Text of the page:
By Hector Arzate
While most students at Humboldt State University are in class, learning at two in the afternoon on weekdays, volunteers for Study Buddies can be found doing some of the teaching at local schools in Humboldt county.
Study Buddies, formerly known as Tutorial, is one of 15 volunteer programs at the Youth Educational Services. Each of these programs serves a different community population in Humboldt County.
Started in 1969, Study Buddies is the oldest volunteer program at HSU, and provides youth tutoring and mentoring for local elementary school students around Arcata and Eureka. Jorge Reyes, 20, criminology and justice studies major, serves as the current program director and works to keep it running effectively.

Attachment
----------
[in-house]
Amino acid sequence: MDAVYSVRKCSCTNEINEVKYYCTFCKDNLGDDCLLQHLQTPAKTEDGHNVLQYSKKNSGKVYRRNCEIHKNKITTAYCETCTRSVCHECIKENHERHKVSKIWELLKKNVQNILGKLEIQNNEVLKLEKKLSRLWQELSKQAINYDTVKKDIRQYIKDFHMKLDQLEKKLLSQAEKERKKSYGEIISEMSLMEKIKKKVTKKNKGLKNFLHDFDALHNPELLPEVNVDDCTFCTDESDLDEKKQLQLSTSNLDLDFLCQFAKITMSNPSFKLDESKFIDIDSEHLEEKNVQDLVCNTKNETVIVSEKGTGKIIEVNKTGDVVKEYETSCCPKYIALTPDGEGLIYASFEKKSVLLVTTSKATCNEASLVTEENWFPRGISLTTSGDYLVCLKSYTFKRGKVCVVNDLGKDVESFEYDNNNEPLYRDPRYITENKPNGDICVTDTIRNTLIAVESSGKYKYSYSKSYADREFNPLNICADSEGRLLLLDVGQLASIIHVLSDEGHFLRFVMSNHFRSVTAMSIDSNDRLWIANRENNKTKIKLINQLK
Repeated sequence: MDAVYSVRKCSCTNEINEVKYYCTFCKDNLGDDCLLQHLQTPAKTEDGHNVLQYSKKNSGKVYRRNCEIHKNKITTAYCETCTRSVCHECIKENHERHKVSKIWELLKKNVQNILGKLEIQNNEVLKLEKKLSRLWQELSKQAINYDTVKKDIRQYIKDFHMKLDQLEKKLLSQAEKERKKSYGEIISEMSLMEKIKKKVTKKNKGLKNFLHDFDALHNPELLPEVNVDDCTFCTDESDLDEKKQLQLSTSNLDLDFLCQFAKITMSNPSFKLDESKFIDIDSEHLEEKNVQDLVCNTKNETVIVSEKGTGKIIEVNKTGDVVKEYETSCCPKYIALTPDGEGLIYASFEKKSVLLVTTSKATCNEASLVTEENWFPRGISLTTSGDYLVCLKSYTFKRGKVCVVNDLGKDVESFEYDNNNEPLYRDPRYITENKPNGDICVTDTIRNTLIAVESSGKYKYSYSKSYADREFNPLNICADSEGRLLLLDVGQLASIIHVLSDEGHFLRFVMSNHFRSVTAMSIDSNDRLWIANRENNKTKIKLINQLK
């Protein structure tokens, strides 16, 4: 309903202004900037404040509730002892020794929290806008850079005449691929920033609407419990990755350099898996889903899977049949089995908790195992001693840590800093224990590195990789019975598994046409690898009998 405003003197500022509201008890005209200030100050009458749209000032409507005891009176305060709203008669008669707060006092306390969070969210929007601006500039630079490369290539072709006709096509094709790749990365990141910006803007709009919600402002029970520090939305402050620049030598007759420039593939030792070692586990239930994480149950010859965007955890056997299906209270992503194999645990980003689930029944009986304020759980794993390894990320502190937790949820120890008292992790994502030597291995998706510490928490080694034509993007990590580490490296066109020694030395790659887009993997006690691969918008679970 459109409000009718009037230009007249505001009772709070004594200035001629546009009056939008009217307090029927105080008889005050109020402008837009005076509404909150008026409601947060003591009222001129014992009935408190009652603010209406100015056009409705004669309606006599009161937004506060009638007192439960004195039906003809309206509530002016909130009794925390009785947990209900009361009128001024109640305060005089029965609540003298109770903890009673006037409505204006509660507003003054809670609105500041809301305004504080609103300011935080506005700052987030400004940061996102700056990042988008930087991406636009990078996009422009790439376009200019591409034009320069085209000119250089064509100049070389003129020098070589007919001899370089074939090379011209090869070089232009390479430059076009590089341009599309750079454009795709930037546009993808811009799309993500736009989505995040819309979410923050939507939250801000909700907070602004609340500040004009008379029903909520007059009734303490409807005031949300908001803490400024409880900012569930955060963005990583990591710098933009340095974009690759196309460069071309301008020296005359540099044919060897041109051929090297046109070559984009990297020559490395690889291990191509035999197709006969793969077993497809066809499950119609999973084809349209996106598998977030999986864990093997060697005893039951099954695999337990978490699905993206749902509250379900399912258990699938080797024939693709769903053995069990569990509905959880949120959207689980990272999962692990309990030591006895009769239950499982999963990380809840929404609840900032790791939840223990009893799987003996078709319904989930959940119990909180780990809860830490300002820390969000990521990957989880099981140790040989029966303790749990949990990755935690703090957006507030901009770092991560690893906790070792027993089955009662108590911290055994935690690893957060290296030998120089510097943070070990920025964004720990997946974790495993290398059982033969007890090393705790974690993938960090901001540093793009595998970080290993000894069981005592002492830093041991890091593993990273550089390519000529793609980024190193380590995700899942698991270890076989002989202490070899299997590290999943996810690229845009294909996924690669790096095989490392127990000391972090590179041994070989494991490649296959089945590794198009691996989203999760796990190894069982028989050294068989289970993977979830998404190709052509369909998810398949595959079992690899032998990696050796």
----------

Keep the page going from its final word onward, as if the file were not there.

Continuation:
“I facilitate the weekly meetings and workshop at the YES House on Thursday evenings from 6-7pm,” Reyes said. “I tend to keep my meetings structured informally because I want HSU student volunteers to engage in a comfortable setting that would translate into the close bond that we share with each other as volunteers of the community.”
Originally a volunteer for a different program, Reyes’ intent was to complete the service learning component of a class three semesters ago, but he found more than academic credit at YES.
“I joined Study Buddies last semester to build my mentoring and tutoring skills with young, local elementary school students in Arcata and Eureka,” Reyes said. “I didn’t realize my path would lead me to where I am today as director for Study Buddies.”